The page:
Helping America's most vulnerable.

Bella Bunnies to make a special Easter

Lots of people help the needy on Christmas and Thanksgiving with gifts and meals.
But not everyone thinks about that on Easter.

Sixth-grader Bella Knaub thinks it’s the perfect occasion for that kind of caring. On Saturday, she’ll take Easter baskets to the children living at the Volunteers of America Family Shelter in downtown Reno as a way to spread the cheer of the Christian day of rejoicing.

The items that will go into the baskets, such as candy, pencils and toothbrushes, came from donations made by students, teachers, other individuals and businesses. Bella hopes to fill 55 baskets for her Bella Bunnies project.

"This is the first year," the 11-year-old said. "Last year I thought about it. There are children who do not have as much as we do… Since I love Easter, I thought we could spread the cheer."
Bella’s school, Hunsberger Elementary, set up three collection boxes for donations, she said.
Raising donations took about six weeks, Bella said.

"My school was very helpful," she said. "I couldn’t have done it without my friends… My mom and dad brought in flyers where they work. They all have been very helpful to me."

Bella’s father, David, owns a construction company and Tile Alliance, a company he works with, donated items such as cellophane, candy and eggs, Jackie Knaub, Bella’s mother, said.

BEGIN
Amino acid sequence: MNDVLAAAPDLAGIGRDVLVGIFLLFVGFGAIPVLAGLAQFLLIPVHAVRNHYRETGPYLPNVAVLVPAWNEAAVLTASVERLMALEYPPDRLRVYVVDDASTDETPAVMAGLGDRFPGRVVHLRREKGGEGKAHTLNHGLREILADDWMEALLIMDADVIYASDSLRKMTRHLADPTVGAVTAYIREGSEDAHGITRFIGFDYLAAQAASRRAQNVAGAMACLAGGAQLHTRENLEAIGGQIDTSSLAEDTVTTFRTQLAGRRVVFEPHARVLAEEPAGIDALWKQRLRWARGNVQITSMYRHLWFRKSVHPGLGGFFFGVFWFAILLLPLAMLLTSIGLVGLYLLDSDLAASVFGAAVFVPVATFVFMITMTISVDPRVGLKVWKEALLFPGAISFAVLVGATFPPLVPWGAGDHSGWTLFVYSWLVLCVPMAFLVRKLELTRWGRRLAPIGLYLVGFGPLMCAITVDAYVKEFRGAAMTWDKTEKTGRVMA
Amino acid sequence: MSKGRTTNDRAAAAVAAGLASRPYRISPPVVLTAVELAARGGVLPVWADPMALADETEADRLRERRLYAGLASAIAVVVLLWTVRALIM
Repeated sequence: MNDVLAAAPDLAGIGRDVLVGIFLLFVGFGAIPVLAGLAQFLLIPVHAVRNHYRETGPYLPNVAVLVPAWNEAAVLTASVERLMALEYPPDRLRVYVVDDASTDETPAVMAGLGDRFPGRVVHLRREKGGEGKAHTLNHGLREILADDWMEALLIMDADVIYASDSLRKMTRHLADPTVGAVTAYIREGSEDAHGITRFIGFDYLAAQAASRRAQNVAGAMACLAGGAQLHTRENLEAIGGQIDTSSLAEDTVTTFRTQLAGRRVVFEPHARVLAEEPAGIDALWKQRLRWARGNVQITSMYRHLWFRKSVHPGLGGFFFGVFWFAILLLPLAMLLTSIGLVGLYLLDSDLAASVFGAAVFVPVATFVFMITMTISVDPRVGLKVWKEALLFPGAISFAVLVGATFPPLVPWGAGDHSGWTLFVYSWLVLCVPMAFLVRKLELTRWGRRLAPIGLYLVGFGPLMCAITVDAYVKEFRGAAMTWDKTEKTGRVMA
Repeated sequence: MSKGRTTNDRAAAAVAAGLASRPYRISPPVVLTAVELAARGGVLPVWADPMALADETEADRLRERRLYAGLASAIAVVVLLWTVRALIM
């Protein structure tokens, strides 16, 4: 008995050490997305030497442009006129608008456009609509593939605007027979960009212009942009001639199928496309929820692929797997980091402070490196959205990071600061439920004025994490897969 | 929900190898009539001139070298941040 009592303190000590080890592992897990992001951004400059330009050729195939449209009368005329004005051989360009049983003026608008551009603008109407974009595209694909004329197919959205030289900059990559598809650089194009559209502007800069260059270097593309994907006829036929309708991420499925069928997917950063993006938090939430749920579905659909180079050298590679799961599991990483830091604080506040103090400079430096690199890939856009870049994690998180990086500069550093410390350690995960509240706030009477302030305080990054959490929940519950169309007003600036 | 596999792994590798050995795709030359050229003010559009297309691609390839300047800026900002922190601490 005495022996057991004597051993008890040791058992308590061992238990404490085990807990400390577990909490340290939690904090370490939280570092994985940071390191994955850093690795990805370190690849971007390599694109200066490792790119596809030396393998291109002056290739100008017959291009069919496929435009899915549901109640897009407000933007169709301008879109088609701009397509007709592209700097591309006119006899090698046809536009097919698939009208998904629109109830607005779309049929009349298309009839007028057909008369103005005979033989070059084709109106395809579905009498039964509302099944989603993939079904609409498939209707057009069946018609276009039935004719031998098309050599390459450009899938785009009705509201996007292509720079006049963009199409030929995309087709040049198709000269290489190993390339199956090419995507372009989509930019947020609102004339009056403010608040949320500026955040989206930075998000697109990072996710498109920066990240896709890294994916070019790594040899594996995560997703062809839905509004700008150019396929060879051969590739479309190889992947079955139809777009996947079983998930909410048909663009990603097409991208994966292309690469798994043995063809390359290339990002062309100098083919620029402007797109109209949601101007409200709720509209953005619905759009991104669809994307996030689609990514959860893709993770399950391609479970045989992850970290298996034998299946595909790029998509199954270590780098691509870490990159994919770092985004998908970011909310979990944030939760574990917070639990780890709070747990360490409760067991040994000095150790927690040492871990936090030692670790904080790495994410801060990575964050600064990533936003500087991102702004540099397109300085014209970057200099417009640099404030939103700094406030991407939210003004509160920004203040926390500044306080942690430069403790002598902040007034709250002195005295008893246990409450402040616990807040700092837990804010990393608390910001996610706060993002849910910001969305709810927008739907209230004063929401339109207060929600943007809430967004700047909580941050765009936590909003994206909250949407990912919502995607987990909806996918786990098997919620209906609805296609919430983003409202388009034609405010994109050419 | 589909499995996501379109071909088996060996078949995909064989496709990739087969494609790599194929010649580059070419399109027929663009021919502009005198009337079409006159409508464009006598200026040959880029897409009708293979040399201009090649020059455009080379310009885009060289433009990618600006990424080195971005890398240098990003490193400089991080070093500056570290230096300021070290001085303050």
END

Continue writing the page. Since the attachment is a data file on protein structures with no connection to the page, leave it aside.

“And I work at Veteran’s (Memorial) Elementary School, but most of the help came from Hunsberger,” she said.
The shelter housed 48 children last week, but Bella plans to make 55 baskets in case more children are living there by Saturday.

“ We might have enough stuffed animals,” she said, “but we might need more tooth brushes.”
Bella and 10 or 12 friends will make up the baskets on Friday night and take them to the downtown shelter on Saturday.

"I don't think we realized it, but it will be fun," Jackie Knaub said.The family plans to make the Easter basket project a yearly event, she said.

The Easter baskets can let children living in the shelter that the community cares for them, said Sandy Isham, development and community relations officer for Volounteers of America in Reno. "I'm the fundraiser and I see there is so much love out there trying to connect people," she said.